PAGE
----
In the morning, he hands them over to the police chief, who pays the slave hunters per returned slave. (And tries to cheat him of his price, to no avail.)
Dae-gil’s careless swagger and machismo infuriates Up-bok, but what can he do? Dae-gil is the best slave hunter around. However, Dae-gil’s laughing face immediately turns serious at the mention of UN-NYUN, the woman he has been seeking for a long time. To his chagrin, there is no new information about her.
In another part of the city, SONG TAE-HA (Oh Ji-ho) toils as one of the government slaves serving the state. His work is mostly in the stables, and he keeps his head down and avoids confrontation with others; even when the slave leader bosses him around, he just takes the abuse.
However, he wasn’t always a slave — a flashback shows that he once fought bravely as a government officer himself. In fact, he had served in battle as a general, alongside HWANG CHUL-WOONG (Lee Jong-hyuk), whom he must now serve. Chul-woong is a harsh master who derisively tells his slaves that the horses they tend are worth more than all of them put together. We will later learn that he betrayed Tae-ha in order to usurp his position.
Having completed their job, time for the three slave hunters to relax a little, as well as for us to get the
gratuitous completely necessary shower scene of Wang Son and General Choi (whom I’ll just call Choi from here on). Wang Son continues to complain about his girly chores, but when it’s time for him to play, he sure has no problem with the ladies. Each of his encounters with women is played for laughs as they swear undying devotion to him and he’s just eager to get away after a quick tumble in bed.
Choi, on the other hand, is a disciplined man of few words, and therefore attracts the interest of the two ladies who run the place where they stay. He’s not interested but that doesn’t stop the two women from trying, which amuses Wang Son and Dae-gil.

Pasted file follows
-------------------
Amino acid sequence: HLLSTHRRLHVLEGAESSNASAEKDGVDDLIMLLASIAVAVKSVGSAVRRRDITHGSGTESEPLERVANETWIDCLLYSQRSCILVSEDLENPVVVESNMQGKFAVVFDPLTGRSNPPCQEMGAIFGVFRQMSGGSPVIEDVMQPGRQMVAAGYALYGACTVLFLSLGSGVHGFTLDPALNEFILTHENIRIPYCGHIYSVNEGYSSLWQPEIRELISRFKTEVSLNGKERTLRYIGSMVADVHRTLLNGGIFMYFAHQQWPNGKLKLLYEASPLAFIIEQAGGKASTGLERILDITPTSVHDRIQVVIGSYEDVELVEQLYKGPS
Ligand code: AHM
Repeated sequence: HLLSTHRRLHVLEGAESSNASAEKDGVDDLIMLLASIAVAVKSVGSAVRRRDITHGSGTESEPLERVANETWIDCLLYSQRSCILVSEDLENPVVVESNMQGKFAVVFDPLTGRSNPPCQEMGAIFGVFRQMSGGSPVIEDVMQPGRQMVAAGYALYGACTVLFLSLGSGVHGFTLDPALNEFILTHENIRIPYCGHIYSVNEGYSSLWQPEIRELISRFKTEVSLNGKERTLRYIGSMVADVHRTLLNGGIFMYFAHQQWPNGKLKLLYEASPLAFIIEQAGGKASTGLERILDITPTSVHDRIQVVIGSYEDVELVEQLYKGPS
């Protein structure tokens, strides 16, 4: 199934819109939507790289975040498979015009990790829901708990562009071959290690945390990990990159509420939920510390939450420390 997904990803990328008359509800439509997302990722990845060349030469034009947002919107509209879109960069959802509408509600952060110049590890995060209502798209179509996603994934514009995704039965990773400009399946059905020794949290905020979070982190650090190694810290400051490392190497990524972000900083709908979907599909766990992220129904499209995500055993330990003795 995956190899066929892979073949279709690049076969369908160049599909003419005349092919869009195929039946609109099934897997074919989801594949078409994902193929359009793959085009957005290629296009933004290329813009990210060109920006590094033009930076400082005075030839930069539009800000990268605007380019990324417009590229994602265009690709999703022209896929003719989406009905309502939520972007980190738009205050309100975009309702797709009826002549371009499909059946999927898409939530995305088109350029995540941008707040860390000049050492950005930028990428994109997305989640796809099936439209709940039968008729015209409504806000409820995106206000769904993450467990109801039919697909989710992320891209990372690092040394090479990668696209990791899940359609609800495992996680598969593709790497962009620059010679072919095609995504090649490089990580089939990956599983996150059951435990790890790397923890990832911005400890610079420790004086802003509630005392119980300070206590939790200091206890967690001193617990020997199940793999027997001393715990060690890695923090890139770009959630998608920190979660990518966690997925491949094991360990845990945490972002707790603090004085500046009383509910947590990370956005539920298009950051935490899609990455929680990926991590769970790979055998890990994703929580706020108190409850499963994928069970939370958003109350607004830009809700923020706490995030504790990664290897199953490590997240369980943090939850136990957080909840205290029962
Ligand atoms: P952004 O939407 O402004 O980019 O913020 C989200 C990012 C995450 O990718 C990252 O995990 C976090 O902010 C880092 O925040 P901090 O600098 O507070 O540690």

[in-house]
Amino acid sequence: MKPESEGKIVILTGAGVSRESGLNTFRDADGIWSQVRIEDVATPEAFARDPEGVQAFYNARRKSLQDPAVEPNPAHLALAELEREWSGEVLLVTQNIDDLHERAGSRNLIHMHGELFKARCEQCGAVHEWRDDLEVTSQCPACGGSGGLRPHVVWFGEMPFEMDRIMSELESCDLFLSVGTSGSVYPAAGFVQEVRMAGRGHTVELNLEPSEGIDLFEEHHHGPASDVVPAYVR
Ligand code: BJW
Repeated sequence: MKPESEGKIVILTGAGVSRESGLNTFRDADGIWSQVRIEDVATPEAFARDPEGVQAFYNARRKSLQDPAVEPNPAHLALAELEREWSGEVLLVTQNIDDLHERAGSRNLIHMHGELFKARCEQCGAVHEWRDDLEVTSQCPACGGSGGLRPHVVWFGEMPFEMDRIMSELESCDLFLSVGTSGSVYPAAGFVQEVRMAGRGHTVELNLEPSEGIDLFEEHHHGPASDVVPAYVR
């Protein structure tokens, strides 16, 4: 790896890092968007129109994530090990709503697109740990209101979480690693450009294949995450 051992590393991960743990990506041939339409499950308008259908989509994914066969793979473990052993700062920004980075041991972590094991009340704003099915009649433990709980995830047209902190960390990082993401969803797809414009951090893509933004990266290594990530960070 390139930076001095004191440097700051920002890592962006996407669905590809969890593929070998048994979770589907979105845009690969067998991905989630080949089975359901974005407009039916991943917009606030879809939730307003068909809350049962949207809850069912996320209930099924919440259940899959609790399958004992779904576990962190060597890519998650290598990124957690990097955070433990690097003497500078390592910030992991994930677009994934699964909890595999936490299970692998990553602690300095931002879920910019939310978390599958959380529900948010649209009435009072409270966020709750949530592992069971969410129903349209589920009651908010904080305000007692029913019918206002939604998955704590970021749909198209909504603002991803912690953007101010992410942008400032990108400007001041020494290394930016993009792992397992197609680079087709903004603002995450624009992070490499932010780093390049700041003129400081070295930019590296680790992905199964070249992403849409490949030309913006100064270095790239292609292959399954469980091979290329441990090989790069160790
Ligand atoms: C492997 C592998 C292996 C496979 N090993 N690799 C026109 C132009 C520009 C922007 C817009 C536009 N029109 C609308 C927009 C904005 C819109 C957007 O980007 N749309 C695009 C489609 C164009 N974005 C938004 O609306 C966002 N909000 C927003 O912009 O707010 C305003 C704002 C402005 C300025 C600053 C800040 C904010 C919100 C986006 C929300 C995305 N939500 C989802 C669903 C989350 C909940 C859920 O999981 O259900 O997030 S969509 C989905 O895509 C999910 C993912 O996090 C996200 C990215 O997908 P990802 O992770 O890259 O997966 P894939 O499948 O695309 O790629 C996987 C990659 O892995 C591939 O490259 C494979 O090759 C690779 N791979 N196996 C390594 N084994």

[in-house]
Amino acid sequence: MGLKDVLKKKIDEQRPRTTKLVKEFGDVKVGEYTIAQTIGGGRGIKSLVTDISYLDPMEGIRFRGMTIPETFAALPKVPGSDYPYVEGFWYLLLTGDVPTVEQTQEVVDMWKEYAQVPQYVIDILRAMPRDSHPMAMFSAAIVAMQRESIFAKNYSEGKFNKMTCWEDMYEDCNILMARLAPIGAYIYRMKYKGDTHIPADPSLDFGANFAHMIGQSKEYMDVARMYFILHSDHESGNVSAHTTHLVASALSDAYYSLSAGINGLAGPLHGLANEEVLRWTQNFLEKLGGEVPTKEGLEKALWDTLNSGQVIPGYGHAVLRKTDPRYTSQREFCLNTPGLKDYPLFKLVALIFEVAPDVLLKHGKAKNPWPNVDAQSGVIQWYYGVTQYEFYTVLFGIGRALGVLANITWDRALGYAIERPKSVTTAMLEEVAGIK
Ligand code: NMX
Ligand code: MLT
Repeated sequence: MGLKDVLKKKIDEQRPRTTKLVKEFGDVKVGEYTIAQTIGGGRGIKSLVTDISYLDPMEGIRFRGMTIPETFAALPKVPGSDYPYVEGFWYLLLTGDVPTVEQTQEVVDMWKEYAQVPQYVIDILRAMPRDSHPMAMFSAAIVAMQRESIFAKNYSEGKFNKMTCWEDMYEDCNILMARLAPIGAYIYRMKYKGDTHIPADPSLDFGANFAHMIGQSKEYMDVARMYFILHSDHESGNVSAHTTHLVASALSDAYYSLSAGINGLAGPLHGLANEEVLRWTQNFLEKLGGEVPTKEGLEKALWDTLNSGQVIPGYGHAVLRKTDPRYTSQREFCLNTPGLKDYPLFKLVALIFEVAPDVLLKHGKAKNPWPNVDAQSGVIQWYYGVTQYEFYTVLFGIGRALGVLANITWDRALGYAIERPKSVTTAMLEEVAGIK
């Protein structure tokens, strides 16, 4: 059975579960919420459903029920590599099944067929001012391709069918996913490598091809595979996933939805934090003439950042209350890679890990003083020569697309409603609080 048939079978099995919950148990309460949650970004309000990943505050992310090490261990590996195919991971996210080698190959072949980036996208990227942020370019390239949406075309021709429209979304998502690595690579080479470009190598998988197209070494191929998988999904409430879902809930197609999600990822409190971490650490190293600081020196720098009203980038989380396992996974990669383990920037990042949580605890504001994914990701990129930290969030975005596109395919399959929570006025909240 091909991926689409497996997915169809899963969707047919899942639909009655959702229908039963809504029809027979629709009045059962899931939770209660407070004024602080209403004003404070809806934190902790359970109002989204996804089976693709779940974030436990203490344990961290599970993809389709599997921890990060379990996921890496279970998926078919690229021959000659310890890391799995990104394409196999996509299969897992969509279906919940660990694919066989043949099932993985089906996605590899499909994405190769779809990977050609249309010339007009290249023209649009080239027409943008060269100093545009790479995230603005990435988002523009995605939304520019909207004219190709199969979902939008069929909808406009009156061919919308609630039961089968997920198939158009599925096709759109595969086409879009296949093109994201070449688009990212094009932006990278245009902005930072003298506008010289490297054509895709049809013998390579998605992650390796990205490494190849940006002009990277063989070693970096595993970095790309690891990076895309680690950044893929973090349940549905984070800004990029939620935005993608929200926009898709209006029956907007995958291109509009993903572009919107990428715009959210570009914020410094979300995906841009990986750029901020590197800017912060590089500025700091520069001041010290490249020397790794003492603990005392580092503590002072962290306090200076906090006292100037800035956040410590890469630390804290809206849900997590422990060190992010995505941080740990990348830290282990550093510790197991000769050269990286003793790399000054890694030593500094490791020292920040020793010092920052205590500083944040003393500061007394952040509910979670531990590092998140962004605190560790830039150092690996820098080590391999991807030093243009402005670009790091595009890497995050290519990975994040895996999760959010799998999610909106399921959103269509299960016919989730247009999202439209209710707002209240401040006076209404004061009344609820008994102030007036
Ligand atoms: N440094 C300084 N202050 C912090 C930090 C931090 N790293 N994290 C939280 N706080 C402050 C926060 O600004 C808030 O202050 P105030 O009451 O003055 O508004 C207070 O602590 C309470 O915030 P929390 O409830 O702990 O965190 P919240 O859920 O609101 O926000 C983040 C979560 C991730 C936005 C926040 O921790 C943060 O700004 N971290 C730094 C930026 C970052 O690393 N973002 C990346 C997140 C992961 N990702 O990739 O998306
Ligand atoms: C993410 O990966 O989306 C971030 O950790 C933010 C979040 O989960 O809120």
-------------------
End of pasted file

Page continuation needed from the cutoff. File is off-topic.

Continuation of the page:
Dae-gil, meanwhile, has a risky relationship with this man, CHUN JI-HO (played with a creepy-but-funny twist by Sung Dong-il), an older slave hunter who mentored Dae-gil and now feels that their history gives him a right to claim him as his own. (He calls him “the puppy I raised.”) Ji-ho wants Dae-gil to work for him again, to which Dae-gil laughs, “How can a tiger work for a dog?”
To illustrate their dynamic, both men laugh heartily at that jibe, and then the smile fades from Ji-ho’s face and he orders his men to attack. But Dae-gil is prepared for this and holds his own admirably, successfully fighting off all his attackers.
In punishment for their sin of running away, Up-bok is marked on the face with a tattoo reading “slave,” while the mother is strung up. The daughter is dragged off to be prepared as an offering for the old man of the house, while the lord’s son enjoys a night of debauchery with his friends.
The young girl begs the old man for mercy for her mother, asking for her to be untied. The old lecher, impatient to get on with the deflowering, reaches to undress her while she cries in fear. He doesn’t get far, however, because an intruder swiftly knocks him unconscious, then rummages through some chests to grab money.